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Holding From Afar: The Protective Effect of Virtual Reflective Supervision/ Consultation (V-RSC) During the Pandemic

May 31, 2022

Jennifer A. Willford, Slippery Rock University; Robert T. Gallen, University of Pittsburgh; and Teagan Cruz, Haley Hensler, Mohamad Khalaifa, MiKaila Leonard, Elizabeth Wernert, and Meredith Willard, Slippery Rock University


Reflective supervision/consultation (RSC) is a relationship-based form of professional development for the infant and early childhood mental health (IECMH) workforce. A critical context for effective RSC is the quality of the reflective alliance between supervisor and supervisee. Their “way of being” together is inclusive of safe, caring, and consistent relationships and serves as a source of resilience for providers. This article describes the impact of a 1-year project in which 49 IECMH supervisors participated virtually in small RSC training groups during the COVID-19 pandemic. Supervisors experienced significant improvements in positive emotions and work engagement, with concurrent decreases in ruminative thinking and negative work experiences. Supervisors reported that many factors played a role in their positive experience within RSC training, with the relationships with supervisors and fellow group members as critical to positive outcomes.

Reflective supervision/consultation (RSC) aims to provide infant and early childhood mental health (IECMH) providers with experiences that promote learning, maintain fidelity to intervention models, increase the quality of IECMH services, and support provider well-being (Heffron et al., 2016). These outcomes are facilitated within the context of the reflective alliance, which is defined as “the quality of the relationship developing between supervisee and supervisor [which] is of the utmost importance” (Alliance for the Advancement of Infant Mental Health, 2018, p. 7). The foundation for reflective practice and learning is the formation of a safe and welcoming space with a trusted mentor (Heffron & Murch, 2010). RSC is different from other types of supervision (e.g., administrative and clinical), because it extends beyond the content of IECMH work to consider how one’s thoughts, feelings, and reactions affect the work and personal experiences of the supervisee (Frosch et al., 2019). The reflective supervisor and supervisee, within the context of the reflective alliance, discuss difficult and sensitive topics while providing care and consideration for both the supervisee and the families for whom they provide care.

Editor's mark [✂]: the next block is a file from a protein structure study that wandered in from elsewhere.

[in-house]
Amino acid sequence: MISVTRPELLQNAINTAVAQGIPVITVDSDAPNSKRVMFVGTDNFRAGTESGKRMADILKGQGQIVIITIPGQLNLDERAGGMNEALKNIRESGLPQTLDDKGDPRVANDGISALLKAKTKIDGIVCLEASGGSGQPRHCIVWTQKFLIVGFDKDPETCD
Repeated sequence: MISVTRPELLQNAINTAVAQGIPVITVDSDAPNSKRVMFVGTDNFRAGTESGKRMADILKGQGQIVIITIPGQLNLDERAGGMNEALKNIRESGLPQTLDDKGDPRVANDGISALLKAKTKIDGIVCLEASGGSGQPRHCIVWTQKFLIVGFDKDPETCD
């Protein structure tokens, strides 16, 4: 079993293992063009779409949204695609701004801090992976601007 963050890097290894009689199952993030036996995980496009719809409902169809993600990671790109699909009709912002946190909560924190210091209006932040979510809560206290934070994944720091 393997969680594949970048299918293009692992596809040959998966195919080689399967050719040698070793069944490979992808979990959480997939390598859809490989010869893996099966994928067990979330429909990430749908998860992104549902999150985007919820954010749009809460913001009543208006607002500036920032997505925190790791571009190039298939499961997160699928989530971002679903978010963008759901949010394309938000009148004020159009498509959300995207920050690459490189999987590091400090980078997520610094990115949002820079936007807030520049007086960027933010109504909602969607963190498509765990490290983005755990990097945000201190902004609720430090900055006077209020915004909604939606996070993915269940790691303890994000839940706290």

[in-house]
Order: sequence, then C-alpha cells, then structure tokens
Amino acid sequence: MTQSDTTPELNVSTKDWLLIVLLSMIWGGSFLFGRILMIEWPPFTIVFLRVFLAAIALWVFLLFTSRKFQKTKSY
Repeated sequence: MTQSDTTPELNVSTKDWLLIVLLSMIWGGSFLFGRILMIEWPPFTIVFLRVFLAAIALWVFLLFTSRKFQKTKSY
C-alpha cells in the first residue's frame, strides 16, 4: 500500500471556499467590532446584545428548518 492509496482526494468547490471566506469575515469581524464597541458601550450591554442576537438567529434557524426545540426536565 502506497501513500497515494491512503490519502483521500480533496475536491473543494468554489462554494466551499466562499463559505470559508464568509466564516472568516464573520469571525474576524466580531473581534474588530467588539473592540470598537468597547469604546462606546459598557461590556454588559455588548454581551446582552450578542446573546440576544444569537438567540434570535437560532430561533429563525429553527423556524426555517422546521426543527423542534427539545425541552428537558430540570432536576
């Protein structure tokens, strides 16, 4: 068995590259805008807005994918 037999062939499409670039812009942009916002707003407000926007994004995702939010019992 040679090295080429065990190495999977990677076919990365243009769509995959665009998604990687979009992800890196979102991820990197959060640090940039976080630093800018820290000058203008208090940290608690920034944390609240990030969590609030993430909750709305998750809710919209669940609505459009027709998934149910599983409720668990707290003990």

Within the context of the reflective alliance the dyad works to build and engage reflective capacity—the ability to understand one’s own and others’ mental states (Parlakian, 2001). Reflective capacity allows for comprehension of the reasoning for an individual’s intentions and perspective-taking by imagining their needs, desires, feelings, beliefs, and goals (Fonagy & Allison, 2012). Engaging reflective capacity includes an effort to reexperience emotional events, evaluating aspects of these events to gain an understanding of the emotions provoked, and using this understanding toward professional and personal growth (Alexander et al., 2012). RSC promotes positive outcomes in IECMH providers, in part, due to the coexamination of one’s thoughts, feelings, actions, and reactions that result from working closely with young children and their families (Eggbeer et al., 2007).

The role of an IECMH provider is inherently difficult and can have a negative effect on provider well-being. For example, the IECMH workforce experiences exposure to stress, adversity, and trauma vicariously through their direct work with at-risk children and families (Paradis et al., 2021). This exposure can be thought of as an “occupational hazard” of IECMH work. Such exposure can place the IECMH workforce at increased risk for vicarious trauma (Sutton et al., 2022), compassion fatigue (Rivera-Kloeppel & Mendenhall, 2021), secondary traumatic stress (Sprang et al., 2021), and burnout (Sprang et al., 2007). (See Table 1.) Shea et al. (2016) reported that frequent and recurrent exposure to child and family trauma can have a cumulative and negative effect on IECMH provider well-being.

Table 1. Potential Risks Encountered by the IECMH Workforce